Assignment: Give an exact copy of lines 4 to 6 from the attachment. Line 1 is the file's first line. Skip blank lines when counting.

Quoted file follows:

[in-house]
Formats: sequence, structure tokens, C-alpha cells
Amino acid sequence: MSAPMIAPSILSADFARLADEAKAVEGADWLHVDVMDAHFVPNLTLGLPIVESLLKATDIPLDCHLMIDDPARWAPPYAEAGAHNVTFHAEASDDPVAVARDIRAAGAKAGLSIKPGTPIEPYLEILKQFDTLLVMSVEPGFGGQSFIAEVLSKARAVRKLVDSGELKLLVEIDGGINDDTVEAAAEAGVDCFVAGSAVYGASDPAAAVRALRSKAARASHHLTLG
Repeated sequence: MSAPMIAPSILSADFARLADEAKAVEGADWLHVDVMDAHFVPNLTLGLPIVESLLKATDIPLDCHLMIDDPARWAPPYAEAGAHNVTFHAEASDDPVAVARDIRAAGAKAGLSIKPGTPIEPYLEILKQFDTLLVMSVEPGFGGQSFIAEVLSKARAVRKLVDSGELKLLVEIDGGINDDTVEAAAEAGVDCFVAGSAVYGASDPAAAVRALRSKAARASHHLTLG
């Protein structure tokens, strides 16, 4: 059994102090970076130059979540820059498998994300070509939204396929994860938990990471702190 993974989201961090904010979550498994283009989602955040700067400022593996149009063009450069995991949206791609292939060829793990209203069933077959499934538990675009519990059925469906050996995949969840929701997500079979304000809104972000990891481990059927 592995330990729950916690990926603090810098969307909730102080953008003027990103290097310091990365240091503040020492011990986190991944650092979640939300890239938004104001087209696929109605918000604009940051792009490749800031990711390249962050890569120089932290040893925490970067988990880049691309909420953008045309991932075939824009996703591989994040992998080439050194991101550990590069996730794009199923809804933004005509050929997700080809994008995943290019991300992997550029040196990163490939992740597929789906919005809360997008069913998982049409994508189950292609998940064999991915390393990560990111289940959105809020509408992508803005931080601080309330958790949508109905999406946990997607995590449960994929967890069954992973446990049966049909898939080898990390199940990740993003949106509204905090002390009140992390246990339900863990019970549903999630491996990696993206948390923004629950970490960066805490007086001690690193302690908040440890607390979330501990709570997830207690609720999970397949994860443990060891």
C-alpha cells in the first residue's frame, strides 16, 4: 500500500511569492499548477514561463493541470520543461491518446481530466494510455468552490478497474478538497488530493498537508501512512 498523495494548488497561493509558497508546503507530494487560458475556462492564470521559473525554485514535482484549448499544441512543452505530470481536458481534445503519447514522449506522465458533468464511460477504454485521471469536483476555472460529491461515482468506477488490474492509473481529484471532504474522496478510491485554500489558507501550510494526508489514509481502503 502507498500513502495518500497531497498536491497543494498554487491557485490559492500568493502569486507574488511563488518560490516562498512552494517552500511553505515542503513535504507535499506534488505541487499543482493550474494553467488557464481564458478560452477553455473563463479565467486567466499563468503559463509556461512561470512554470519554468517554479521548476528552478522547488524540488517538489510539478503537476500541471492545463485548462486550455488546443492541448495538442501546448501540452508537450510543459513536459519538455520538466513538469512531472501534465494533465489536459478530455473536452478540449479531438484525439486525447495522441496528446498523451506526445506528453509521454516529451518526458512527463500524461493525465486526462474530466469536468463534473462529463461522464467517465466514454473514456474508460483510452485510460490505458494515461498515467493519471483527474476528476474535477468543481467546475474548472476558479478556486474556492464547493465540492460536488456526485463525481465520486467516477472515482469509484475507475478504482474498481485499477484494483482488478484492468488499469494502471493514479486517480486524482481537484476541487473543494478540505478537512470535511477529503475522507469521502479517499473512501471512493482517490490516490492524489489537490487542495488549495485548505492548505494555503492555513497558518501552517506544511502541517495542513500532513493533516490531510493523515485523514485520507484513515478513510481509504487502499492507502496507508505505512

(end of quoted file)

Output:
Repeated sequence: MSAPMIAPSILSADFARLADEAKAVEGADWLHVDVMDAHFVPNLTLGLPIVESLLKATDIPLDCHLMIDDPARWAPPYAEAGAHNVTFHAEASDDPVAVARDIRAAGAKAGLSIKPGTPIEPYLEILKQFDTLLVMSVEPGFGGQSFIAEVLSKARAVRKLVDSGELKLLVEIDGGINDDTVEAAAEAGVDCFVAGSAVYGASDPAAAVRALRSKAARASHHLTLG
């Protein structure tokens, strides 16, 4: 059994102090970076130059979540820059498998994300070509939204396929994860938990990471702190 993974989201961090904010979550498994283009989602955040700067400022593996149009063009450069995991949206791609292939060829793990209203069933077959499934538990675009519990059925469906050996995949969840929701997500079979304000809104972000990891481990059927 592995330990729950916690990926603090810098969307909730102080953008003027990103290097310091990365240091503040020492011990986190991944650092979640939300890239938004104001087209696929109605918000604009940051792009490749800031990711390249962050890569120089932290040893925490970067988990880049691309909420953008045309991932075939824009996703591989994040992998080439050194991101550990590069996730794009199923809804933004005509050929997700080809994008995943290019991300992997550029040196990163490939992740597929789906919005809360997008069913998982049409994508189950292609998940064999991915390393990560990111289940959105809020509408992508803005931080601080309330958790949508109905999406946990997607995590449960994929967890069954992973446990049966049909898939080898990390199940990740993003949106509204905090002390009140992390246990339900863990019970549903999630491996990696993206948390923004629950970490960066805490007086001690690193302690908040440890607390979330501990709570997830207690609720999970397949994860443990060891």
C-alpha cells in the first residue's frame, strides 16, 4: 500500500511569492499548477514561463493541470520543461491518446481530466494510455468552490478497474478538497488530493498537508501512512 498523495494548488497561493509558497508546503507530494487560458475556462492564470521559473525554485514535482484549448499544441512543452505530470481536458481534445503519447514522449506522465458533468464511460477504454485521471469536483476555472460529491461515482468506477488490474492509473481529484471532504474522496478510491485554500489558507501550510494526508489514509481502503 502507498500513502495518500497531497498536491497543494498554487491557485490559492500568493502569486507574488511563488518560490516562498512552494517552500511553505515542503513535504507535499506534488505541487499543482493550474494553467488557464481564458478560452477553455473563463479565467486567466499563468503559463509556461512561470512554470519554468517554479521548476528552478522547488524540488517538489510539478503537476500541471492545463485548462486550455488546443492541448495538442501546448501540452508537450510543459513536459519538455520538466513538469512531472501534465494533465489536459478530455473536452478540449479531438484525439486525447495522441496528446498523451506526445506528453509521454516529451518526458512527463500524461493525465486526462474530466469536468463534473462529463461522464467517465466514454473514456474508460483510452485510460490505458494515461498515467493519471483527474476528476474535477468543481467546475474548472476558479478556486474556492464547493465540492460536488456526485463525481465520486467516477472515482469509484475507475478504482474498481485499477484494483482488478484492468488499469494502471493514479486517480486524482481537484476541487473543494478540505478537512470535511477529503475522507469521502479517499473512501471512493482517490490516490492524489489537490487542495488549495485548505492548505494555503492555513497558518501552517506544511502541517495542513500532513493533516490531510493523515485523514485520507484513515478513510481509504487502499492507502496507508505505512